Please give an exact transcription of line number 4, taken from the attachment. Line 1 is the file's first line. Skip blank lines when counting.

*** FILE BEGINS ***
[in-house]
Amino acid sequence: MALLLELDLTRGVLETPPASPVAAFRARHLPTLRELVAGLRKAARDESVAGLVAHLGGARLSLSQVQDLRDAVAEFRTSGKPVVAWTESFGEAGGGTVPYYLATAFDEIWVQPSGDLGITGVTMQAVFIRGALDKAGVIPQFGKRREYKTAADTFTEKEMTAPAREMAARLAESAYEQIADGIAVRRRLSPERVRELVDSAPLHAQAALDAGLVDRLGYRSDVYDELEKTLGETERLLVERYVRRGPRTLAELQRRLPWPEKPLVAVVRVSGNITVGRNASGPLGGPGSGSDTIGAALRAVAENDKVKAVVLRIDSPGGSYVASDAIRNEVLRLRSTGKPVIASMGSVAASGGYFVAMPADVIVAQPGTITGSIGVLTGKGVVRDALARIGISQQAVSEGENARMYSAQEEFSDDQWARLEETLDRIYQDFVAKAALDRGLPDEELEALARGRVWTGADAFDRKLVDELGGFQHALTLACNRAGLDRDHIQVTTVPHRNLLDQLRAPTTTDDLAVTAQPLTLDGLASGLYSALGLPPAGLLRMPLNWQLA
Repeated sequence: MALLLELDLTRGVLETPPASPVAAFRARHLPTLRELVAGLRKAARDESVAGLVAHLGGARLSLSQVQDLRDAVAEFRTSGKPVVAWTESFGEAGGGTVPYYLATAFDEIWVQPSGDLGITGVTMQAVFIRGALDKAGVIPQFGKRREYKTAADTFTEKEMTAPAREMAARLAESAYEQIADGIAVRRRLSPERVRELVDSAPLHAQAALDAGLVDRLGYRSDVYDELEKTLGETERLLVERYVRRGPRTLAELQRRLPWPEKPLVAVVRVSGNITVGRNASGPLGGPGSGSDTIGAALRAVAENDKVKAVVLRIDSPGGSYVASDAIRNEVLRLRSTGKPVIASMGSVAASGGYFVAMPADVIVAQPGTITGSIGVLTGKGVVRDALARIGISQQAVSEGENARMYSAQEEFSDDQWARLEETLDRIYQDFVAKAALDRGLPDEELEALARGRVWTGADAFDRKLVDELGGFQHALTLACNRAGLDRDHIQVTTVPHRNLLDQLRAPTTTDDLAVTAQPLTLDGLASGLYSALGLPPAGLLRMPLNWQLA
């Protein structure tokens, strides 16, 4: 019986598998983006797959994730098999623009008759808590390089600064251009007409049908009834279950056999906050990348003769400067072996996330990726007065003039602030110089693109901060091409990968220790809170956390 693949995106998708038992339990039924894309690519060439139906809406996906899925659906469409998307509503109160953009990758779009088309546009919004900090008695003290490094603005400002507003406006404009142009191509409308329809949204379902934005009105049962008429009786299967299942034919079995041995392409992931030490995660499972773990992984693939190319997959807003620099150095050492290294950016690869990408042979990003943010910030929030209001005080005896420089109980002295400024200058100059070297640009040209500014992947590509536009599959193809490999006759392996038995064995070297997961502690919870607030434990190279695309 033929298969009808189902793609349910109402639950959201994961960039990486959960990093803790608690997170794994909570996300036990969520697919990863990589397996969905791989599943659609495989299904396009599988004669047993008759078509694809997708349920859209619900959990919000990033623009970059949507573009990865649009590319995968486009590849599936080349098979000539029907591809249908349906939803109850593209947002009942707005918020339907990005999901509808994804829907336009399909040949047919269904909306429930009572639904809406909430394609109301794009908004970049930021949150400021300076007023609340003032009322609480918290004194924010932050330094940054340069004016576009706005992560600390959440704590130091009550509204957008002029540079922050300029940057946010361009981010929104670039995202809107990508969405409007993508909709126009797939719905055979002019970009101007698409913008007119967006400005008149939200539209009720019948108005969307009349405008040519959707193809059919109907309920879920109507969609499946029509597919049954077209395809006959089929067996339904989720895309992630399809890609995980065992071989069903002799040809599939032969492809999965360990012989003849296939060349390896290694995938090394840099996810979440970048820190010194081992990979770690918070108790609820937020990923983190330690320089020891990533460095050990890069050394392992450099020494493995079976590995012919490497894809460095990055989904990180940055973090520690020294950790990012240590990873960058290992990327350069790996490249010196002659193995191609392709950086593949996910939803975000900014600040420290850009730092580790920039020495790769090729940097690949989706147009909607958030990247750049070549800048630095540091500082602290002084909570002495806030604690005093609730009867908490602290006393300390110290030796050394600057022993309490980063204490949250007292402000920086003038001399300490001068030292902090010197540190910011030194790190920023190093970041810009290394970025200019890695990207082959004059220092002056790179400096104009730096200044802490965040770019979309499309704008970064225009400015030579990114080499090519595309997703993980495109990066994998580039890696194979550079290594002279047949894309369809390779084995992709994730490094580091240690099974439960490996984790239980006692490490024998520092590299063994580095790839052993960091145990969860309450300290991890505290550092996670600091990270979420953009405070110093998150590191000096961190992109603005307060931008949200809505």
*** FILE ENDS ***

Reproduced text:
């Protein structure tokens, strides 16, 4: 019986598998983006797959994730098999623009008759808590390089600064251009007409049908009834279950056999906050990348003769400067072996996330990726007065003039602030110089693109901060091409990968220790809170956390 693949995106998708038992339990039924894309690519060439139906809406996906899925659906469409998307509503109160953009990758779009088309546009919004900090008695003290490094603005400002507003406006404009142009191509409308329809949204379902934005009105049962008429009786299967299942034919079995041995392409992931030490995660499972773990992984693939190319997959807003620099150095050492290294950016690869990408042979990003943010910030929030209001005080005896420089109980002295400024200058100059070297640009040209500014992947590509536009599959193809490999006759392996038995064995070297997961502690919870607030434990190279695309 033929298969009808189902793609349910109402639950959201994961960039990486959960990093803790608690997170794994909570996300036990969520697919990863990589397996969905791989599943659609495989299904396009599988004669047993008759078509694809997708349920859209619900959990919000990033623009970059949507573009990865649009590319995968486009590849599936080349098979000539029907591809249908349906939803109850593209947002009942707005918020339907990005999901509808994804829907336009399909040949047919269904909306429930009572639904809406909430394609109301794009908004970049930021949150400021300076007023609340003032009322609480918290004194924010932050330094940054340069004016576009706005992560600390959440704590130091009550509204957008002029540079922050300029940057946010361009981010929104670039995202809107990508969405409007993508909709126009797939719905055979002019970009101007698409913008007119967006400005008149939200539209009720019948108005969307009349405008040519959707193809059919109907309920879920109507969609499946029509597919049954077209395809006959089929067996339904989720895309992630399809890609995980065992071989069903002799040809599939032969492809999965360990012989003849296939060349390896290694995938090394840099996810979440970048820190010194081992990979770690918070108790609820937020990923983190330690320089020891990533460095050990890069050394392992450099020494493995079976590995012919490497894809460095990055989904990180940055973090520690020294950790990012240590990873960058290992990327350069790996490249010196002659193995191609392709950086593949996910939803975000900014600040420290850009730092580790920039020495790769090729940097690949989706147009909607958030990247750049070549800048630095540091500082602290002084909570002495806030604690005093609730009867908490602290006393300390110290030796050394600057022993309490980063204490949250007292402000920086003038001399300490001068030292902090010197540190910011030194790190920023190093970041810009290394970025200019890695990207082959004059220092002056790179400096104009730096200044802490965040770019979309499309704008970064225009400015030579990114080499090519595309997703993980495109990066994998580039890696194979550079290594002279047949894309369809390779084995992709994730490094580091240690099974439960490996984790239980006692490490024998520092590299063994580095790839052993960091145990969860309450300290991890505290550092996670600091990270979420953009405070110093998150590191000096961190992109603005307060931008949200809505």